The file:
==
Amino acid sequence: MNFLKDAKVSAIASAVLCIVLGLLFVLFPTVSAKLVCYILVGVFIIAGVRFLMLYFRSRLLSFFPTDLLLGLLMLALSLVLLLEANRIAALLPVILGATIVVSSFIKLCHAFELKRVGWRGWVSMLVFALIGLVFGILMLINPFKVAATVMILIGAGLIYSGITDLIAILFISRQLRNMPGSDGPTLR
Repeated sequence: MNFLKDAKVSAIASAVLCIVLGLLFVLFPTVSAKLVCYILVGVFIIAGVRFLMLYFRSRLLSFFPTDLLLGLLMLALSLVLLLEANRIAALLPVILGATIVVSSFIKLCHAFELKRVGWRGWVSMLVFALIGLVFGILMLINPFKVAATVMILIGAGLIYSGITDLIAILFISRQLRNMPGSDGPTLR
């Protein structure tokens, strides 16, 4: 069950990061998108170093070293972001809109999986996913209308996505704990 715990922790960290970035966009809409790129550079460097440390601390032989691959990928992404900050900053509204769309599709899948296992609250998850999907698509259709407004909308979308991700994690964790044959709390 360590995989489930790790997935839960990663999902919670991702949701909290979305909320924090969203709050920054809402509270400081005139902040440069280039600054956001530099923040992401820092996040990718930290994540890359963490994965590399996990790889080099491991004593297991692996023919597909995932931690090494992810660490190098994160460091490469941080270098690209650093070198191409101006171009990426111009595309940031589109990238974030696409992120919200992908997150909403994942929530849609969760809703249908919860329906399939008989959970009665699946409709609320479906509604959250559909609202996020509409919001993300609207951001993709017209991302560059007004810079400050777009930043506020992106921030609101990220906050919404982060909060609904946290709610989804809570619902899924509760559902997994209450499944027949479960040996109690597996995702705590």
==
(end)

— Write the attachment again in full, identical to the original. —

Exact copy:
Amino acid sequence: MNFLKDAKVSAIASAVLCIVLGLLFVLFPTVSAKLVCYILVGVFIIAGVRFLMLYFRSRLLSFFPTDLLLGLLMLALSLVLLLEANRIAALLPVILGATIVVSSFIKLCHAFELKRVGWRGWVSMLVFALIGLVFGILMLINPFKVAATVMILIGAGLIYSGITDLIAILFISRQLRNMPGSDGPTLR
Repeated sequence: MNFLKDAKVSAIASAVLCIVLGLLFVLFPTVSAKLVCYILVGVFIIAGVRFLMLYFRSRLLSFFPTDLLLGLLMLALSLVLLLEANRIAALLPVILGATIVVSSFIKLCHAFELKRVGWRGWVSMLVFALIGLVFGILMLINPFKVAATVMILIGAGLIYSGITDLIAILFISRQLRNMPGSDGPTLR
């Protein structure tokens, strides 16, 4: 069950990061998108170093070293972001809109999986996913209308996505704990 715990922790960290970035966009809409790129550079460097440390601390032989691959990928992404900050900053509204769309599709899948296992609250998850999907698509259709407004909308979308991700994690964790044959709390 360590995989489930790790997935839960990663999902919670991702949701909290979305909320924090969203709050920054809402509270400081005139902040440069280039600054956001530099923040992401820092996040990718930290994540890359963490994965590399996990790889080099491991004593297991692996023919597909995932931690090494992810660490190098994160460091490469941080270098690209650093070198191409101006171009990426111009595309940031589109990238974030696409992120919200992908997150909403994942929530849609969760809703249908919860329906399939008989959970009665699946409709609320479906509604959250559909609202996020509409919001993300609207951001993709017209991302560059007004810079400050777009930043506020992106921030609101990220906050919404982060909060609904946290709610989804809570619902899924509760559902997994209450499944027949479960040996109690597996995702705590």